Defendant seeks summary judgment in their favor as to the federal and State claims brought by plaintiffs. Summary judgment is awarded when, as a matter of law, a party is entitled to judgment in its favor because there are no material facts in dispute. Celotex Corp. v. Catrett, 477 U.S. 317, 322, 91 L. Ed. 2d 265, 106 S. Ct. 2548 (1986). It is the movant's burden to establish a prima facie case demonstrating the absence of genuine issues of material fact. Matsushita Electric Industrial Co., Ltd. v. Zenith Radio Corp., 475 U.S. 574, 89 L. Ed. 2d 538, 106 S. Ct. 1348 (1986). Once a prima facie case is made, the non-moving party must establish that a "rational trier of fact could find for the non-moving party or that there is a genuine issue for trial." Historic Preservation Guild of Bay View v. Burnley, 896 F.2d 985, 993 (6th Cir. 1989) (quoting Matsushita, 475 U.S. at 587). Further, on a motion for summary judgment, a court is required to resolve all factual ambiguities in favor of the non-moving party. Eastman Kodak Co. v. Image Technical Services, Inc., 504 U.S. 451, 456, 112 S. Ct. 2072, 2077, 119 L. Ed. 2d 265 (1992). Ultimately, however summary judgment may be granted "against a party who fails to make a showing sufficient to establish the existence of an element essential to that party's case." Celotex, 477 U.S. at 322.


any person who, on or in connection with any goods or services, . . . uses in commerce . . . any false designation of origin, false or misleading description of fact, or false or misleading representation of fact which -
(A) is likely to cause confusion, or to cause mistake, or to deceive as to the affiliation, connection, or association of such person with another person, or as to the origin, sponsorship, or approval of his or her goods, services, or commercial activities by another person, or
(B) in commercial advertising or promotion, misrepresents the nature, characteristics, qualities, or geographic origin of his or her or another person's goods, services, or commercial activities,
shall be liable in a civil action by any person who believes that he or she is likely to be damaged by such act.

 15 U.S.C. § 1125(a)(1)(A)-(B); see also PPX Enterprises Inc. v. Audiofidelity Enterprises, Inc., 818 F.2d 266, 270 (2d Cir. 1987) (stating that section 43(a) is regularly used to combat a variety of deceptive commercial practices). Thus, section 43(a) provides for two distinct causes of action: (a) false designation of origin or source, commonly known as "product infringement" claims and, (b) false description or representation, known as "false advertising" claims. Resource Developers, Inc. v. Statue of Liberty-Ellis Island Foundation, Inc., 926 F.2d 134, 139 (2d Cir. 1991). In this action plaintiffs claim that defendant's alleged statements that East Side and H & R were "one and the same" were false designation of the origin of its products. Plaintiff's claims based on the memorandum concerning amounts to trade disparagement, or a "false advertising" claim under the Lanham Act.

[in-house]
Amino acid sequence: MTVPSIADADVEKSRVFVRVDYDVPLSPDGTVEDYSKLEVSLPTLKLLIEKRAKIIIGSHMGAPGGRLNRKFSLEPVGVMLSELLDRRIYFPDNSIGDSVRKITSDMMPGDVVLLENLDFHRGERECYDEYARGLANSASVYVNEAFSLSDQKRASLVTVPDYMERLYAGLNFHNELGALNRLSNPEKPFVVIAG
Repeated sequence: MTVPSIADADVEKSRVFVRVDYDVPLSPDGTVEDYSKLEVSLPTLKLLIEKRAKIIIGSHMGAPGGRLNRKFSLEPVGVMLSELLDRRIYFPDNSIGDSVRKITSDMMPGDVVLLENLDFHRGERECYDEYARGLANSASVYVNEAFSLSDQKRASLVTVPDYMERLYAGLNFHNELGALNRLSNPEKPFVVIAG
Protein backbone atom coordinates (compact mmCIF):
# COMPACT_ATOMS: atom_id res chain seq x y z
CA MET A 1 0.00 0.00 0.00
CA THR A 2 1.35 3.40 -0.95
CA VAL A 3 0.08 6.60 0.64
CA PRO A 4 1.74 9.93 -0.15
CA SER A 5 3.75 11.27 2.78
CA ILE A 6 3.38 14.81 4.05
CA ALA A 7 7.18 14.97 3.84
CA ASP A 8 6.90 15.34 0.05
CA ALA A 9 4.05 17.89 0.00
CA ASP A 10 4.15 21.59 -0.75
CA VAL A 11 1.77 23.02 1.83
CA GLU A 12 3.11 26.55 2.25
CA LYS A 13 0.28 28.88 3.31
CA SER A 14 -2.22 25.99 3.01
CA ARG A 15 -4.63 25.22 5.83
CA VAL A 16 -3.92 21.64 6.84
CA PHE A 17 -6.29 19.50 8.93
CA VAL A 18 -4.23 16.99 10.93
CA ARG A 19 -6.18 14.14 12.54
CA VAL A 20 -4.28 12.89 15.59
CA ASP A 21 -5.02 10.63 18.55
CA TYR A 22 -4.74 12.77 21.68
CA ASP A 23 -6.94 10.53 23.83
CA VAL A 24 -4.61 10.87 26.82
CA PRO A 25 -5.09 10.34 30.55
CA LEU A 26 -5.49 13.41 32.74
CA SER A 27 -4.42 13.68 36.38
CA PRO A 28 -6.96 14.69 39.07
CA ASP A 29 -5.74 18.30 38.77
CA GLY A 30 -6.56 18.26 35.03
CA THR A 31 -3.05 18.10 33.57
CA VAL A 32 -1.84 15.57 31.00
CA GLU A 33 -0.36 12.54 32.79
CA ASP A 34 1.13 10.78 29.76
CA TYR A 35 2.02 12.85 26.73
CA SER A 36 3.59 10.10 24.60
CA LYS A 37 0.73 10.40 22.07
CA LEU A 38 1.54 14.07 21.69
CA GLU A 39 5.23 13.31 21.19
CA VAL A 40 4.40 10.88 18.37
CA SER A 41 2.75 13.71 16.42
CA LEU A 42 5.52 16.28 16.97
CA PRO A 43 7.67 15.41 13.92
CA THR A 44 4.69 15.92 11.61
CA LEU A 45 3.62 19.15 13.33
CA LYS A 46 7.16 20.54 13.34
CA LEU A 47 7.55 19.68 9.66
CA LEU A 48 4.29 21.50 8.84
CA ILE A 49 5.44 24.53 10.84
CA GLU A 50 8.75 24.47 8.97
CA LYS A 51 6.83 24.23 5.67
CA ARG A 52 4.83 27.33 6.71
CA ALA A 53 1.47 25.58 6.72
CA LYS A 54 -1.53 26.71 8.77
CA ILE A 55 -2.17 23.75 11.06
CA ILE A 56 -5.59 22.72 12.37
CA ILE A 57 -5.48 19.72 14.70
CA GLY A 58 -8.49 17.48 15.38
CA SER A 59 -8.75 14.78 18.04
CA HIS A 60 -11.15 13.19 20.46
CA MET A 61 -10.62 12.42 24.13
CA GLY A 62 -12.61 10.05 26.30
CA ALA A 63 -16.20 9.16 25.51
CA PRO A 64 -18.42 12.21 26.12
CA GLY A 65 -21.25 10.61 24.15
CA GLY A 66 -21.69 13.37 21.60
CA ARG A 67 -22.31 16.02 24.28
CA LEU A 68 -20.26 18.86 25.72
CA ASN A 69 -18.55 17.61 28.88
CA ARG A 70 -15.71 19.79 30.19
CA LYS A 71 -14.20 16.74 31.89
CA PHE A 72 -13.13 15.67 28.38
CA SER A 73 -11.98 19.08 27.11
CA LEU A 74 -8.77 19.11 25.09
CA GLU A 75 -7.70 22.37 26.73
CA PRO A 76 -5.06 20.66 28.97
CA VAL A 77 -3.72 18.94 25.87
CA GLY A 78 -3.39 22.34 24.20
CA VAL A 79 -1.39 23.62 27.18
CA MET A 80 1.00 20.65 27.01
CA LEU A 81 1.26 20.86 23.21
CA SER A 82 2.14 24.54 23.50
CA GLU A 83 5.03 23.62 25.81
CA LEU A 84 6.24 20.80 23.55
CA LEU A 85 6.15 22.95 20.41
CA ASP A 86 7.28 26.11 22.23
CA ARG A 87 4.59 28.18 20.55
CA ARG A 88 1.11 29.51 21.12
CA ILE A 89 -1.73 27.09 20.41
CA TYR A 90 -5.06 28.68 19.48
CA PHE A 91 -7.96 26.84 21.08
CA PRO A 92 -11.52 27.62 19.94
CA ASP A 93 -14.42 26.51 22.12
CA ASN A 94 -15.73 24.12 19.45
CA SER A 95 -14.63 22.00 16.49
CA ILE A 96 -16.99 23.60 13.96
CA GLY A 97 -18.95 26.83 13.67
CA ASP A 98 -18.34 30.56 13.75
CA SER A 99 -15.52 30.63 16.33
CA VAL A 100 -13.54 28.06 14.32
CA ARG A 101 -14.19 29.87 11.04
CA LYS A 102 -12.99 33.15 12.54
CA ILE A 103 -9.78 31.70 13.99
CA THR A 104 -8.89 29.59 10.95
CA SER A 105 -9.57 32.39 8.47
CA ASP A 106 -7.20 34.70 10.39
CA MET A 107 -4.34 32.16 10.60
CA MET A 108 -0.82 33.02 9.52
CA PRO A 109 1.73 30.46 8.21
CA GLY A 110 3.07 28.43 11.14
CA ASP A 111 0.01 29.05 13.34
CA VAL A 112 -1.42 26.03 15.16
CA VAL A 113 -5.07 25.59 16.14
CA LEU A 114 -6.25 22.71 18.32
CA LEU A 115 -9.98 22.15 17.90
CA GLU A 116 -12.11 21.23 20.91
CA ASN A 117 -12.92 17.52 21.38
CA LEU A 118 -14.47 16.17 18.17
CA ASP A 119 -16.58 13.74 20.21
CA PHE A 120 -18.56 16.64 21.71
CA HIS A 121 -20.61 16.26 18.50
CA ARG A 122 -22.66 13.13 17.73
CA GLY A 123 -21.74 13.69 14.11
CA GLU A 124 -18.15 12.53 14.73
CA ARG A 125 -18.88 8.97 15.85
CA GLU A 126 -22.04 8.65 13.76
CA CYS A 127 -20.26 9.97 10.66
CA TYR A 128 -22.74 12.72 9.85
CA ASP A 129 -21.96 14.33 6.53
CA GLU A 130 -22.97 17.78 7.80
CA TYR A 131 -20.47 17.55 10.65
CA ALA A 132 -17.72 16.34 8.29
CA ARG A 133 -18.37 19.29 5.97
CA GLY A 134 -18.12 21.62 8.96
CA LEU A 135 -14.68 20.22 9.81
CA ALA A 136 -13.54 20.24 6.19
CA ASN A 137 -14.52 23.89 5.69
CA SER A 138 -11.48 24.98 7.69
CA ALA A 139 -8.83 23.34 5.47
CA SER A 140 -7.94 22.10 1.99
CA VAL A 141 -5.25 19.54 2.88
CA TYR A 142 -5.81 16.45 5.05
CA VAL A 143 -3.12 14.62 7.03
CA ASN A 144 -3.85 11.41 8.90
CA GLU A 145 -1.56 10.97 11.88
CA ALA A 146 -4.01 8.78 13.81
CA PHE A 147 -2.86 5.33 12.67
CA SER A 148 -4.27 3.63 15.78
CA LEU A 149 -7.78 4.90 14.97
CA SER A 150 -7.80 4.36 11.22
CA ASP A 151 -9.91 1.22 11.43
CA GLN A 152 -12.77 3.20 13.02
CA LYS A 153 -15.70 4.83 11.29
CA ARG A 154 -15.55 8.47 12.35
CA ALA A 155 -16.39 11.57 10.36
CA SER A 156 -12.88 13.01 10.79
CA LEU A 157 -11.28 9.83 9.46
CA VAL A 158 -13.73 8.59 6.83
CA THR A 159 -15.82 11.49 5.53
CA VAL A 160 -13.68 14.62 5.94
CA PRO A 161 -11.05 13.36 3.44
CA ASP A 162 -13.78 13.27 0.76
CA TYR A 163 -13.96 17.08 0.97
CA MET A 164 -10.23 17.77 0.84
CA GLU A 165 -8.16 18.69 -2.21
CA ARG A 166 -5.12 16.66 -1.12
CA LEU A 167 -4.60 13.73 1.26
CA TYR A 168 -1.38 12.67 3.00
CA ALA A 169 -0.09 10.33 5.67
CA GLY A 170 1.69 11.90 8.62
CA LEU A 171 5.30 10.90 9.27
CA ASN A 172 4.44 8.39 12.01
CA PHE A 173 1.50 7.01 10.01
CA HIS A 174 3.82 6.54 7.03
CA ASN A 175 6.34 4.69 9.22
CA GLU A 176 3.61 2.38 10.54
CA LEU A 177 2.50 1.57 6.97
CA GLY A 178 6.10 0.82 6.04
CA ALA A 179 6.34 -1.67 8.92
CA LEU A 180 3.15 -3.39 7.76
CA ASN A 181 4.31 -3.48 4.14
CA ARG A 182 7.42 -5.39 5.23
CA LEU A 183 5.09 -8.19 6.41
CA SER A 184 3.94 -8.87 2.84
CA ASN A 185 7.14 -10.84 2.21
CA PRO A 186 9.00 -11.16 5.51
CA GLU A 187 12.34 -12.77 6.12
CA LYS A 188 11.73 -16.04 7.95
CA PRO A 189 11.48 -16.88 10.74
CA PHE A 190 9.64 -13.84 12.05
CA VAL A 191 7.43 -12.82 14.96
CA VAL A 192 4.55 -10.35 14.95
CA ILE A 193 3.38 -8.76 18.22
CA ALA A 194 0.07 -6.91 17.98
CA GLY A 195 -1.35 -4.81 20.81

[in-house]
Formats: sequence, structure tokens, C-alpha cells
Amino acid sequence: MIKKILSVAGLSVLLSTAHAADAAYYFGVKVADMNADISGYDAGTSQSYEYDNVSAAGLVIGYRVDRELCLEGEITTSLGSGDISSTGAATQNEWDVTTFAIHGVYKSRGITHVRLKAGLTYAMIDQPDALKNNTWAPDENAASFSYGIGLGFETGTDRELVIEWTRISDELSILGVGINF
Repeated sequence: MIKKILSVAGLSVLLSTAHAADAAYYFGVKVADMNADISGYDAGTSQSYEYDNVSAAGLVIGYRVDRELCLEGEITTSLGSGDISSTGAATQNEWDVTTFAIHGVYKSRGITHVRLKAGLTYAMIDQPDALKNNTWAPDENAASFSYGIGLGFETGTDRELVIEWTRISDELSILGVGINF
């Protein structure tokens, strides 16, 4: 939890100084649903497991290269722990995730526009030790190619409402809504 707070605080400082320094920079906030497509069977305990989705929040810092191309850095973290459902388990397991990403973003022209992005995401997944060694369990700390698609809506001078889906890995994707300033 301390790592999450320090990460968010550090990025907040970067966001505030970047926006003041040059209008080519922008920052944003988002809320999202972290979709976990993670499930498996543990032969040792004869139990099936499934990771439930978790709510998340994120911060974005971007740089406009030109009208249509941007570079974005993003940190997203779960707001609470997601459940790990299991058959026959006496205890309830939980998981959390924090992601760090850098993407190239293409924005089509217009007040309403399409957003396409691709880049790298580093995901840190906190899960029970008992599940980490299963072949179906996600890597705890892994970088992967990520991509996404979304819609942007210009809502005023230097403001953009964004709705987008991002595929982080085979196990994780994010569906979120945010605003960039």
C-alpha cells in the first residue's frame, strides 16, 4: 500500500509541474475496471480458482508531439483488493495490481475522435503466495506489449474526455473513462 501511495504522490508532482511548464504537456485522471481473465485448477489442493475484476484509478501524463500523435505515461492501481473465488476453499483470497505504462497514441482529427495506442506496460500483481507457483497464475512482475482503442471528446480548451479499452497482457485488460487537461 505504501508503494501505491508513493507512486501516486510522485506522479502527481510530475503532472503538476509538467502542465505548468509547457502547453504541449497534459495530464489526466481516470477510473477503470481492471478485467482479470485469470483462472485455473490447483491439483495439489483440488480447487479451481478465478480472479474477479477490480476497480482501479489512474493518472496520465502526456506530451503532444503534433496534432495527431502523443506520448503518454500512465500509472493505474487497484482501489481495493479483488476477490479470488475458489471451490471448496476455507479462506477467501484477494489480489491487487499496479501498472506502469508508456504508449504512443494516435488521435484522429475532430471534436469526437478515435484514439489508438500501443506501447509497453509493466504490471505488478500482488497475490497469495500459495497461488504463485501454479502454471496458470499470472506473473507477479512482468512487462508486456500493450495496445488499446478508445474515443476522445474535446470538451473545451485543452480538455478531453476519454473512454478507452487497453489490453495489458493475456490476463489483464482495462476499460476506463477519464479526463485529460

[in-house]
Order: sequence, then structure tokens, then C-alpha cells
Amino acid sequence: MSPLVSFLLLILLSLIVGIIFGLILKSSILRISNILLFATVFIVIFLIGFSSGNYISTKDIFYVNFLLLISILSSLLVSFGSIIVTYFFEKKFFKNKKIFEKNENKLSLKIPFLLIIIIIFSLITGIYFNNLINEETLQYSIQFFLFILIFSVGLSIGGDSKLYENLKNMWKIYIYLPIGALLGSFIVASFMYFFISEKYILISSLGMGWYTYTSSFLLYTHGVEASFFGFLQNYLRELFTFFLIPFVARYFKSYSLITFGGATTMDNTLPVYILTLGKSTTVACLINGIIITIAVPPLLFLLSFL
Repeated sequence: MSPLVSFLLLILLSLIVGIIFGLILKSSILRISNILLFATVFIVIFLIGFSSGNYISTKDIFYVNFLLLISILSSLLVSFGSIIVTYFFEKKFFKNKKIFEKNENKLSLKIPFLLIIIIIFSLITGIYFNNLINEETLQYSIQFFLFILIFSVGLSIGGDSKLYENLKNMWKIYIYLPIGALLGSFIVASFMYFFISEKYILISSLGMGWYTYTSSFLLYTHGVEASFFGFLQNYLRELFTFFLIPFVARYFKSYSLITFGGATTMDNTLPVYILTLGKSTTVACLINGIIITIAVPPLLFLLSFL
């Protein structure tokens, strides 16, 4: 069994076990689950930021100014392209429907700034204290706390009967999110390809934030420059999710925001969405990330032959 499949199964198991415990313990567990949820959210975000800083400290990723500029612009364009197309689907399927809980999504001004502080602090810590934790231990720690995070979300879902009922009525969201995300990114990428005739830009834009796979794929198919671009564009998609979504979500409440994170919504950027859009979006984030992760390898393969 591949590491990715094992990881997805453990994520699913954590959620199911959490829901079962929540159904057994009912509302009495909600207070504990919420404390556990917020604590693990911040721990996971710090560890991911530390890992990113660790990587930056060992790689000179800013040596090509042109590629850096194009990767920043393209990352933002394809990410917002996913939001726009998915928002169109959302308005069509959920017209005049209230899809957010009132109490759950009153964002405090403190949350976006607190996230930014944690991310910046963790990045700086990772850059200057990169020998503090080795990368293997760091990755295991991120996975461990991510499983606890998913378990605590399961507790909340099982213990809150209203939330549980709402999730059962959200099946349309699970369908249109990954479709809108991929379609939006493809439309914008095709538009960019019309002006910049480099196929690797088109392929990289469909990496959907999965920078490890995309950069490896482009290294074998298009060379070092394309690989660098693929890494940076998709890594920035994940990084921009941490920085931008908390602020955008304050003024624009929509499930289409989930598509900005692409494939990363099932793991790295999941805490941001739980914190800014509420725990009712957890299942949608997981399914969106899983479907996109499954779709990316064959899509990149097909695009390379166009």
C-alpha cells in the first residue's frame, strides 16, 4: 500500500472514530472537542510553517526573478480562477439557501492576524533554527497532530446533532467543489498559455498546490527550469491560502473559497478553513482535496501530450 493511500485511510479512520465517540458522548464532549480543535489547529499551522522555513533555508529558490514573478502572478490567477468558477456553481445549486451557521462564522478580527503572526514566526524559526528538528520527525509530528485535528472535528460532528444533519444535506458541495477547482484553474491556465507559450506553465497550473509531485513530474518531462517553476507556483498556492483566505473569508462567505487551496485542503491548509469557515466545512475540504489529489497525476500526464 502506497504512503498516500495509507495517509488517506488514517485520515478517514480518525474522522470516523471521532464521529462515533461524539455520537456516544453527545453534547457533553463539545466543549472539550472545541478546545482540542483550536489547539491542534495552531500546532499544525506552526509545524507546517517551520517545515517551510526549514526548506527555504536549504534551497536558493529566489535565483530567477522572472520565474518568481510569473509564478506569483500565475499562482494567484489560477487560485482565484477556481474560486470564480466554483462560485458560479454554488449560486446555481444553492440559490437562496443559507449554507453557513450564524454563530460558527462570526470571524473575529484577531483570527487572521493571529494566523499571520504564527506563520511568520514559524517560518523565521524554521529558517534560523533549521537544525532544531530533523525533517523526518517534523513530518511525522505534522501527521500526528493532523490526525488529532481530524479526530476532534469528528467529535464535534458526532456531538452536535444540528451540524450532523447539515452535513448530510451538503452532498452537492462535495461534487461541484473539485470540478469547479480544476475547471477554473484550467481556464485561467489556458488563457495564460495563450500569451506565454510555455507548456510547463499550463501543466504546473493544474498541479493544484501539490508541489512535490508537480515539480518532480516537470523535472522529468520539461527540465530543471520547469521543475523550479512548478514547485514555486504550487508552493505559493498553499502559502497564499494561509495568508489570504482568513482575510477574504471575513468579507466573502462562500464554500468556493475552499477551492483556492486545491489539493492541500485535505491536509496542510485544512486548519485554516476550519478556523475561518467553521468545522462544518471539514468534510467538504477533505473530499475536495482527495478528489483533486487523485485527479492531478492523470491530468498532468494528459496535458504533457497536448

Defendant seeks summary judgment on the claims brought under the Lanham Act on the grounds that they are time barred and, in the alternative, they are unsupported by the evidence. In addition, defendant seeks summary judgment on the Lanham Act claims on the grounds the Court lacks jurisdiction over the claims where the alleged misrepresentations were not disseminated in interstate commerce. This Court will address these claims in turn.

 (1) Statute of Limitations

 Defendant first seeks to dismiss the Lanham Act claims on the basis that they are not timely. Plaintiffs assert that this case is analogous to an action based on fraud, and that the relevant limitations period is six-years. N.Y. Civ. Prac. L. § 213(8) (McKinney's 1990). Arguing that a fraud analogy is inapplicable here because plaintiff has failed to allege scienter, defendant urges the Court to apply New York's three-year statute of limitations applicable to actions for tortious injury to property. N.Y. Civ. Prac. § 212(2) (McKinney's 1990). This determination is significant, for if this Court were to apply a three-year limitations ...